This third album in the Seeds collection, which attempts to gather up the countless songs of Pete Seeger, once again gives listeners a little more insight into that bountiful garden of Mr. Seeger's folk repertoire, which continues to be sown throughout the world. It's impossible to neatly categorize the work of a man who is simultaneously an activist, a music teacher and an entertainer -- somehow all rolled into one. He can be singing gently for children one moment, than angrily protesting a war the next, without ever appearing like he's out of his element. This banjo-playing senior citizen may not rock your jukebox - all you rock hipsters, you -- but it's hard not to have respect for the wide-reaching impact of Pete Seeger's performances and songs. If he's not an icon, nobody is.
This two-fer is broken down into one disc titled, Pete & Friends, and another one called Friends Of Pete. The Pete & Friends half finds Pete (not surprisingly, given that title) performing with some of his dearest friends and admirers, whereas the second section is primarily made up with admirers having takes at some of his compositions. In both instances, the listener is left in awe of Seeger's great and varied body of work. At one point during the song Flowers Of Peace (which features the singing of Anne Hills), Seeger sings, "If you and I would see those flowers, go out and till the soil/It takes more than prayers, it takes hard and sweaty toil." Or to put it bluntly, gardens don't grow all by themselves. Peter Seeger has put a lot of time and effort into his craft over the years, and it shows.
Many of this album's selections were recorded right around the beginning of the US invasion of Iraq, and a somber country-at-war atmosphere helped to turn Bring Them Home into one of the standout tracks on disc one. On it, Steve Earle, Billy Bragg and Ani DiFranco, who are all later-day Seegers in many ways, assist Seeger vocally. Its words may have been written about the Vietnam War, but such always-true lyrical sentiments are fitting for any and all conflicts where national military actions don't quite sit well with much of the populace. A completely different side of Seeger's personality, however, is revealed with English Is Cuh-ray-zee. This is a song that humorously details the many ways in which the English language doesn't make sense. It's a wonder anybody outside of the US is able to pick up on this mangled communications code, when you really sit down and think about it. Toward the end of disc one, Seeger's song leader persona takes center stage, as he leads an audience through the singing of the hopeful Over The Rainbow. This is probably the Pete Seeger we know and love best. This is the Seeger side that would rather lead an enthusiastic choir/audience in boisterous group singing, than stand all alone in the spotlight. The closing Sailing Down My Golden River, which was inspired - according to the CD booklet - by Seeger's sailing lessons, is also a curious aural entry. It features an orchestral arrangement by Michael Kamen, who is best known for his film soundtrack work, and it was recorded in David Gilmour's studio. Gilmour, you may recall, is the guitarist for the progressive rock band Pink Floyd. Now, if Pete could have only worked up something from Dark Side Of The Moon. But, I digress.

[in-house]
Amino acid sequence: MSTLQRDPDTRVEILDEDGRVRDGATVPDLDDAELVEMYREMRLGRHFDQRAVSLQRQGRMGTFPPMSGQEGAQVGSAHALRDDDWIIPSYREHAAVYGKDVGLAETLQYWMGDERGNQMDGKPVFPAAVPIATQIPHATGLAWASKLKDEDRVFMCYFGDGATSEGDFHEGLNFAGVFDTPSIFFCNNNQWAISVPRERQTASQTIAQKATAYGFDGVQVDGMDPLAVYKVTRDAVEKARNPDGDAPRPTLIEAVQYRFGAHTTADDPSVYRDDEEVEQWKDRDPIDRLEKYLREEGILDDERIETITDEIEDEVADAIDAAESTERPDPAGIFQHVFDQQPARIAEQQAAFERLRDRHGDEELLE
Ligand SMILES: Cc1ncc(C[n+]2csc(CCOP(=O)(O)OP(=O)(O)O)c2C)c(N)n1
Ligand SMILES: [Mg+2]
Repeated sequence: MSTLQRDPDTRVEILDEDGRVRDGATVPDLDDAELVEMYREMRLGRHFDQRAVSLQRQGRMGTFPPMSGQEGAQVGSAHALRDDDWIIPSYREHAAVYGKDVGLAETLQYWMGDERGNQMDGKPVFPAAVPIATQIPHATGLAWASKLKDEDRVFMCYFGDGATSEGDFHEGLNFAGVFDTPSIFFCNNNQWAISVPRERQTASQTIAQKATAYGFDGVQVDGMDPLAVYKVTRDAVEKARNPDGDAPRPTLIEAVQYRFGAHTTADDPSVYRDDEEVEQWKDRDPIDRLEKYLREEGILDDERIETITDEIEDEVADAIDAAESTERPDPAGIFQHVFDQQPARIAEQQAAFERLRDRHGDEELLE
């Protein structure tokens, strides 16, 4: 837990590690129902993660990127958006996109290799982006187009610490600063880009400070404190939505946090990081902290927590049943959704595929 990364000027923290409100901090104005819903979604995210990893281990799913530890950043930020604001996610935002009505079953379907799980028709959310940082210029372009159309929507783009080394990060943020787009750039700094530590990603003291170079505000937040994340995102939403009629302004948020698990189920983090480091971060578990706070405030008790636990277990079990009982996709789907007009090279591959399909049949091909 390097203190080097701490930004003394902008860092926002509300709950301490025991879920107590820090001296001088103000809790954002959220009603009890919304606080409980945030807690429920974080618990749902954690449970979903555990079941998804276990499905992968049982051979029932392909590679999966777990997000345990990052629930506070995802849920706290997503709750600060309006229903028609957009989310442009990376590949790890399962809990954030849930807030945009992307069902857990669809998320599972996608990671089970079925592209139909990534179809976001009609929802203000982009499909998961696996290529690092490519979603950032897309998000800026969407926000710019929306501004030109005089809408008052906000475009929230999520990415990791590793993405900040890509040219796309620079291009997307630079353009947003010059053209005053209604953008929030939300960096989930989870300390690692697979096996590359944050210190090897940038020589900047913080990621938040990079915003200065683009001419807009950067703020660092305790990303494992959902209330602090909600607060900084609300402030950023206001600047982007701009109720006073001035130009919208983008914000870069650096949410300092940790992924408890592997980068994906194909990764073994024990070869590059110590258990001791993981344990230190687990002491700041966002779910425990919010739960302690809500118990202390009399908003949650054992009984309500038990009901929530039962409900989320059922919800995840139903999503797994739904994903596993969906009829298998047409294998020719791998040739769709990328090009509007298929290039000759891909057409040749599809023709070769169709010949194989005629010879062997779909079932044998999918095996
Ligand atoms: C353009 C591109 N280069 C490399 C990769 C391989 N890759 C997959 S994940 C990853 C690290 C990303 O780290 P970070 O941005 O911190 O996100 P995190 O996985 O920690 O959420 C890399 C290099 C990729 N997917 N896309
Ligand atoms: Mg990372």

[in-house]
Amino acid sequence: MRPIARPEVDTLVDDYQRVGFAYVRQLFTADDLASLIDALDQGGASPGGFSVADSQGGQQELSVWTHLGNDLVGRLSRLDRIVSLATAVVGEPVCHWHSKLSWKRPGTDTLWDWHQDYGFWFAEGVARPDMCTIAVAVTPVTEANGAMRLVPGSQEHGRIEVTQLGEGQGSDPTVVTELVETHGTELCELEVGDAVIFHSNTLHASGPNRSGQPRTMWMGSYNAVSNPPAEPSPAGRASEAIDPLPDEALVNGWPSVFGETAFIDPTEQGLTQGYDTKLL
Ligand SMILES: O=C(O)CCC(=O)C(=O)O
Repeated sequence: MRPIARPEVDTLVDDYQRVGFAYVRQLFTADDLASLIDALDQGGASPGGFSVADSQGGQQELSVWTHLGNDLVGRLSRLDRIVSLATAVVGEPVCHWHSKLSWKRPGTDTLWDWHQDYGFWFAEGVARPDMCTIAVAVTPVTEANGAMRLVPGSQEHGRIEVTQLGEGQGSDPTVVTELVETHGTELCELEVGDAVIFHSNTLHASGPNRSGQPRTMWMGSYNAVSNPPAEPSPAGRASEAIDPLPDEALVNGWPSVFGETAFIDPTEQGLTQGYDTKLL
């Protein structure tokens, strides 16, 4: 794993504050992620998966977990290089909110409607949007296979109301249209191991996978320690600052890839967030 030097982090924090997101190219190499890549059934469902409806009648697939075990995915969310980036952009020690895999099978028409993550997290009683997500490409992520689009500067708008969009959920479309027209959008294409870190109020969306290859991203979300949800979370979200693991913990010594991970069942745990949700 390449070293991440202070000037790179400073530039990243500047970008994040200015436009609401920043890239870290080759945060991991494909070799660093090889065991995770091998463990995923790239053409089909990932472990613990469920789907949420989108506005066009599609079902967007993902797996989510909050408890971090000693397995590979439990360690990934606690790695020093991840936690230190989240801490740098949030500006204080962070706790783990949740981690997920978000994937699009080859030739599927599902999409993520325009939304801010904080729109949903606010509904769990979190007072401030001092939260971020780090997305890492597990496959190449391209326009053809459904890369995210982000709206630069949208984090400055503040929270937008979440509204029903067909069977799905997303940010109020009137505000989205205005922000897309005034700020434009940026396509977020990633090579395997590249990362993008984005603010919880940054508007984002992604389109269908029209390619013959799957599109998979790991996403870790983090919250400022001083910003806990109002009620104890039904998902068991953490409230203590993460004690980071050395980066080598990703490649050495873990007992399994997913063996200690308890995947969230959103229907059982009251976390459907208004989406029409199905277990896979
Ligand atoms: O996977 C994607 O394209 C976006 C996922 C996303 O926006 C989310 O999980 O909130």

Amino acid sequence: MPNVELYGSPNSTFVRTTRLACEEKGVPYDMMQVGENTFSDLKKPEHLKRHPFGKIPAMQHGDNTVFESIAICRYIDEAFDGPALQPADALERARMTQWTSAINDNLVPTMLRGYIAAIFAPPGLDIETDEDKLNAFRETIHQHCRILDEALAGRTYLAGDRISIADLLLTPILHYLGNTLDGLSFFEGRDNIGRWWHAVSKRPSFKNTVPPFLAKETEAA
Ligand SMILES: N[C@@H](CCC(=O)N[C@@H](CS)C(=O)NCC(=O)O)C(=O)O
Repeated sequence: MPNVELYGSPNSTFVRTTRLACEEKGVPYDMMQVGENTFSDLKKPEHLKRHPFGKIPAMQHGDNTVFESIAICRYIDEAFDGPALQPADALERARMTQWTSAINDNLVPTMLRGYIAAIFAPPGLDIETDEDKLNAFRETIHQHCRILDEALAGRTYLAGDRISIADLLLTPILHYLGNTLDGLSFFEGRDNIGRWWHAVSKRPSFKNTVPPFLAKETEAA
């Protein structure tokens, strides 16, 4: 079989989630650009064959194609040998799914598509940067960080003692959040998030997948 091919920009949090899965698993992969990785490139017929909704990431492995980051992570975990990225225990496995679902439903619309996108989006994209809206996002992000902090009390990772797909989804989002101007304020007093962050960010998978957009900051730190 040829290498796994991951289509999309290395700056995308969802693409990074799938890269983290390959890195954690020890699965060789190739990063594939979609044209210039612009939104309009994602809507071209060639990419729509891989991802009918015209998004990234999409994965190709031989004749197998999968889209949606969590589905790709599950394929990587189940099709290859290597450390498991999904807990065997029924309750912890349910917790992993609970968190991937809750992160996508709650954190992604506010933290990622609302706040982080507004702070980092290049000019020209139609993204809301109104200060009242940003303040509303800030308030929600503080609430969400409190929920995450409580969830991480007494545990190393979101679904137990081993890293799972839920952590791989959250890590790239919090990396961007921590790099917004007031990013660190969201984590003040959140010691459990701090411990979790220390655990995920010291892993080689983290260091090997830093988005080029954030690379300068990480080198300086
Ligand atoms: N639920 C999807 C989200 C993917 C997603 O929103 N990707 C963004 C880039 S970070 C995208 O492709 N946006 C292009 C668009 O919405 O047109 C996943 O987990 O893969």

The second disc in this package presents an array of artists performing their favorite Seeger creations. For the most part, this group is comprised of familiar folk figures. In fact, some of the song selections are a tad more fascinating than the performers themselves. Janis Ian, for example, is heard singing Who Killed Norma Jean, which is a song Seeger wrote about Marylyn Monroe's untimely death. (For some reason, mentioning Marylyn Monroe and Pete Seeger in the same breath, is as uncomfortable as writing a sentence with Pete Seeger and Pink Floyd in it. But I'll get over that, I'm sure). The most striking track on this "Friends Of" segment is a rocking take on that old miner's lament, Bells of Rhymney. The rock band The Byrds may have popularized this song many years ago, but Dick Gaughan has given it a whole lot more teeth here. A folk artist rocks harder than a rock band. Now that's unusual. Natalie Merchant (who contributed Which Side Are You On) may be the highest profile female vocalist on this album, but Pat Humphries leaves a more lasting impression, due to her singing of Old Devil Time and To My Old Brown Earth. She deserves to be a much more familiar name. She has a voice that should attract 10,000 Maniacs, and then some.
This album is certainly praiseworthy, but seeds are only as effective as the ground they're planted in. Hopefully, this heartfelt project will find many receptive listeners who will give it the proper chance to grow and live, the same way Pete Seeger's songs continue to thrive.
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